For a film that is book-ended by funerals, this is that rarest of things – a genuinely happy story for mature grown-ups. Kore-eda is constantly compared to Yasujirō Ozu which is not, by any means, a comparsion to be sniffed at but the likeness does seem lazy; ‘well, they’re Japanese and they make dramas about folk’. He himself, in a recent interview, said that he thought his works much closer to the working class dramas of Mikio Naruse* and Ken Loach. There seemed, also, to be a lot of Mike Leigh in this tale of women bonding, bickering and getting by over a year of home truths thrown up by the vagaries of family.
Sachi is the eldest Kôda sister and almost matron to flighty Yoshima and carefree youngest, Chika. Upon news of their estranged father’s death, they travel from their home in Kamakura to attend the funeral with his other family. Here they meet their 14 year-old half-sister, Suzu, who has now been left with no one but a self-pitying step-mother. Impressed by the girl’s maturity but worried for her wellbeing, they offer to take her home and fend for her. Initially all is well, as Suzu blends right in with the kids in her new school and home life with her big sisters but bubbling under are the effects of the father’s legacy and Sachi’s own secrets regarding her reasons for Suzu’s adoption.
Those last two caveats make this sound like the film has great, simmering tension ready to tear these women asunder but this is not that film (although consider Shotgun Stories as a male counterpart to this tale of the fallout from a father’s sins). It is a film about the goodness of people that is optimistic without being naive. It is a depiction of asian women who are strong, multifaceted, working women and not just screeching sexpots. They have men in and out of their lives and they spend a lot of time in the kitchen but these things do not define them. Indeed, food is a recurring motif throughout the film that somehow reflects the themes of family (the recipes passed down through generations) and secrets (Chika eats curry when her sisters aren’t around).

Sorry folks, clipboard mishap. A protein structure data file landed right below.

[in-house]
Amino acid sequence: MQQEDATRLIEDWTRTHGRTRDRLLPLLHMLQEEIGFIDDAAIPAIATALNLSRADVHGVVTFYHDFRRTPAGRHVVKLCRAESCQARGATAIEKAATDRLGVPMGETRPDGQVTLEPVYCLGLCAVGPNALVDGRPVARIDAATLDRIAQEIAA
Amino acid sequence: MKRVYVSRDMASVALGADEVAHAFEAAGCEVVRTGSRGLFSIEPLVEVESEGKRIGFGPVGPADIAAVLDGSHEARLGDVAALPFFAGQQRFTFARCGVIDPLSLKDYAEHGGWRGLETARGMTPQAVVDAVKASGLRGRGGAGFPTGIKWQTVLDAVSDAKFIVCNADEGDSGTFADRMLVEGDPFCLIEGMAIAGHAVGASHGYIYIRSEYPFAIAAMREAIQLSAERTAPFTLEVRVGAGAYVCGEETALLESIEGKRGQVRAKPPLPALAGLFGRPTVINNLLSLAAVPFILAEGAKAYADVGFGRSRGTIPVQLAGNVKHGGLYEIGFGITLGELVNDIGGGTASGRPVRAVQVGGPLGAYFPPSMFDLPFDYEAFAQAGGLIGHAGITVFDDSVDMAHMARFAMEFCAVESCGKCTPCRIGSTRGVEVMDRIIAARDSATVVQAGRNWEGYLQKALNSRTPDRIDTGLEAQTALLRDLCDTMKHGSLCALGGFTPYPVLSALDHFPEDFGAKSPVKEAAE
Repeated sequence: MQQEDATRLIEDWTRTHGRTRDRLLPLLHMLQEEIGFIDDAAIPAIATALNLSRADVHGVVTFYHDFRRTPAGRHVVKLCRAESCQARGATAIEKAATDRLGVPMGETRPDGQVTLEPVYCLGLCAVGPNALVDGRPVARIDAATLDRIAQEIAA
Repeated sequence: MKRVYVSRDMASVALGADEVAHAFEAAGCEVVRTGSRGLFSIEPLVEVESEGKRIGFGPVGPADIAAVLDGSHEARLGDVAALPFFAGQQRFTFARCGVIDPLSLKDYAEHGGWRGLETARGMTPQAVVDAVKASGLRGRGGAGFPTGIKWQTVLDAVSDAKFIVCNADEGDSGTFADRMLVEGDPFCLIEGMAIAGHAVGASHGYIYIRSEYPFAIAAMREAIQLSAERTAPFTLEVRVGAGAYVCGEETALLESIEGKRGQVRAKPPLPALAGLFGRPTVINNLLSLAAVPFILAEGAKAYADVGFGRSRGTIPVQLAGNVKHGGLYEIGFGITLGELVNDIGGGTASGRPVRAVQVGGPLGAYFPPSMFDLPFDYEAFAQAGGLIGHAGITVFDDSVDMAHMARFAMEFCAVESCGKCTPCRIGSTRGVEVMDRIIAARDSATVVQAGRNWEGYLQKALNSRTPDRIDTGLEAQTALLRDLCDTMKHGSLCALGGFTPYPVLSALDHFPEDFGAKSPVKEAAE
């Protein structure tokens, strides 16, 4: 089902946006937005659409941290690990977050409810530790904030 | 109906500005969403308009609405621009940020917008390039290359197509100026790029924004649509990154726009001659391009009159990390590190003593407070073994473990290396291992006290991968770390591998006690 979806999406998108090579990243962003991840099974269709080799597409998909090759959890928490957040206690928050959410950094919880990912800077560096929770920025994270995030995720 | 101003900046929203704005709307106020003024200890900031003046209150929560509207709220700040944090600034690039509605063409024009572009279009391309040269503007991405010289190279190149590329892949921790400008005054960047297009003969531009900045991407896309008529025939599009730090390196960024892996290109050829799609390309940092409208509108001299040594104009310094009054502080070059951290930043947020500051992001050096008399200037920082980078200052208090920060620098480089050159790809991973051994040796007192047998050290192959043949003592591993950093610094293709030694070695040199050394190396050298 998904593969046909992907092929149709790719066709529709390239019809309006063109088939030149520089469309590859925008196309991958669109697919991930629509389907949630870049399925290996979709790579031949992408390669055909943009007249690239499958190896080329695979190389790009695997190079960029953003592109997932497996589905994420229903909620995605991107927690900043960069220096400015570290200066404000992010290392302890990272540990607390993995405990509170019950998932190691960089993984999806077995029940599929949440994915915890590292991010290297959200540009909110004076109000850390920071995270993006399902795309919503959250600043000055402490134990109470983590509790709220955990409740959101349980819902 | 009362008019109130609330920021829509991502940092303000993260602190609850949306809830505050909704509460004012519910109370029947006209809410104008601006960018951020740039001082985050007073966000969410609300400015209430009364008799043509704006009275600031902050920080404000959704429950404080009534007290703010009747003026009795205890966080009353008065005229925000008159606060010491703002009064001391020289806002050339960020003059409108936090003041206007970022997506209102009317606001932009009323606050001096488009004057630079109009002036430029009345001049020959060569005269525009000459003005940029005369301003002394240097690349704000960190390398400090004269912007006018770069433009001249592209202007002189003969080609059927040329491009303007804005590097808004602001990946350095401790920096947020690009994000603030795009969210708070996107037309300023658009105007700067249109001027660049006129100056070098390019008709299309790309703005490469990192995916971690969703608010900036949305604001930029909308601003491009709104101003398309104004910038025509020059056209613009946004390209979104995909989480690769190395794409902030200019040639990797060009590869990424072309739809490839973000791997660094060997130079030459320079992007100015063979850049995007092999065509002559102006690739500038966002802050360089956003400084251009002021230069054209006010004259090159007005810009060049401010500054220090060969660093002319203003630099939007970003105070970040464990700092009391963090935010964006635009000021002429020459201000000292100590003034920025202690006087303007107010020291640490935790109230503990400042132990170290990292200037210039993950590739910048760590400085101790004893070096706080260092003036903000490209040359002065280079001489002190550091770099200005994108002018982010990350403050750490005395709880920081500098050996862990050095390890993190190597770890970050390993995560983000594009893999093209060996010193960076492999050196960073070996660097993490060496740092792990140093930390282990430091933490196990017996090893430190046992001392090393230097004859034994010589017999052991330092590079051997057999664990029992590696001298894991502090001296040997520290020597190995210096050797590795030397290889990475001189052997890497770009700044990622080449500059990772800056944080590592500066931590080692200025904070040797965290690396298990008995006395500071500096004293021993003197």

The comparison of Kore-eda with Mike Leigh seems more relevant than the other directors mentioned, not only because of the story about modern women but also his subtle use of cinematography. Only when you see Leigh’s films on the big screen do you notice how much he moves the camera (Vera Drake) and in this, there is much use of shots tracking in on the characters or across rooms as if nosing in on these passing moments. Also, there is Kore-eda’s precise use of focus, especially in medium-four-shots; framing Suzu amongst her sisters, wanting to be a part of the dynamic, whilst keeping the other three in shot, emphasising their bond and desire to embrace her more fully.
This is a gentle piece of clear-eyed positivity that really filled me with joy!
*Of who’s work I have seen bugger all but I will attempt to rectum-fy that.